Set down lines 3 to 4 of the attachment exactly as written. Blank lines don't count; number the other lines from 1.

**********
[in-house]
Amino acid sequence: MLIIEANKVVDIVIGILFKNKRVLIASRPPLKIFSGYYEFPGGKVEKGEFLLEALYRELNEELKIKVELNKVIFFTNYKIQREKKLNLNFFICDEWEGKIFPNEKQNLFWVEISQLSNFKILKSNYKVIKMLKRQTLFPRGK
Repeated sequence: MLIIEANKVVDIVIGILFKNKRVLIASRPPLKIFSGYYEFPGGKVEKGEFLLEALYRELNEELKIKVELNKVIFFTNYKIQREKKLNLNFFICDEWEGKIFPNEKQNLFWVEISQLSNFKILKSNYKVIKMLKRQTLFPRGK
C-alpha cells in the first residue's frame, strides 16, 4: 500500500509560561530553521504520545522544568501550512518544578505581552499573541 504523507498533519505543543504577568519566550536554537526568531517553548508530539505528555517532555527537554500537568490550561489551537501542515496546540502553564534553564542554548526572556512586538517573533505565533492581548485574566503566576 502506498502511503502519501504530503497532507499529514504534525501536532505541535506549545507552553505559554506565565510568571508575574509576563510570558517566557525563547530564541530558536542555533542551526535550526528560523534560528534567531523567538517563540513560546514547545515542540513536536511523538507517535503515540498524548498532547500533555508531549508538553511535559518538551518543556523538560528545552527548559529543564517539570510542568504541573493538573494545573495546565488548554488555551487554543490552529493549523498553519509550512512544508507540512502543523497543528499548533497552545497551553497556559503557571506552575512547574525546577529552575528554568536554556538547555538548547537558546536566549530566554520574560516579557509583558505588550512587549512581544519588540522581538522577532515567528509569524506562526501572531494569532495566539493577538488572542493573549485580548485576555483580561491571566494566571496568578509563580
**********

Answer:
Repeated sequence: MLIIEANKVVDIVIGILFKNKRVLIASRPPLKIFSGYYEFPGGKVEKGEFLLEALYRELNEELKIKVELNKVIFFTNYKIQREKKLNLNFFICDEWEGKIFPNEKQNLFWVEISQLSNFKILKSNYKVIKMLKRQTLFPRGK
C-alpha cells in the first residue's frame, strides 16, 4: 500500500509560561530553521504520545522544568501550512518544578505581552499573541 504523507498533519505543543504577568519566550536554537526568531517553548508530539505528555517532555527537554500537568490550561489551537501542515496546540502553564534553564542554548526572556512586538517573533505565533492581548485574566503566576 502506498502511503502519501504530503497532507499529514504534525501536532505541535506549545507552553505559554506565565510568571508575574509576563510570558517566557525563547530564541530558536542555533542551526535550526528560523534560528534567531523567538517563540513560546514547545515542540513536536511523538507517535503515540498524548498532547500533555508531549508538553511535559518538551518543556523538560528545552527548559529543564517539570510542568504541573493538573494545573495546565488548554488555551487554543490552529493549523498553519509550512512544508507540512502543523497543528499548533497552545497551553497556559503557571506552575512547574525546577529552575528554568536554556538547555538548547537558546536566549530566554520574560516579557509583558505588550512587549512581544519588540522581538522577532515567528509569524506562526501572531494569532495566539493577538488572542493573549485580548485576555483580561491571566494566571496568578509563580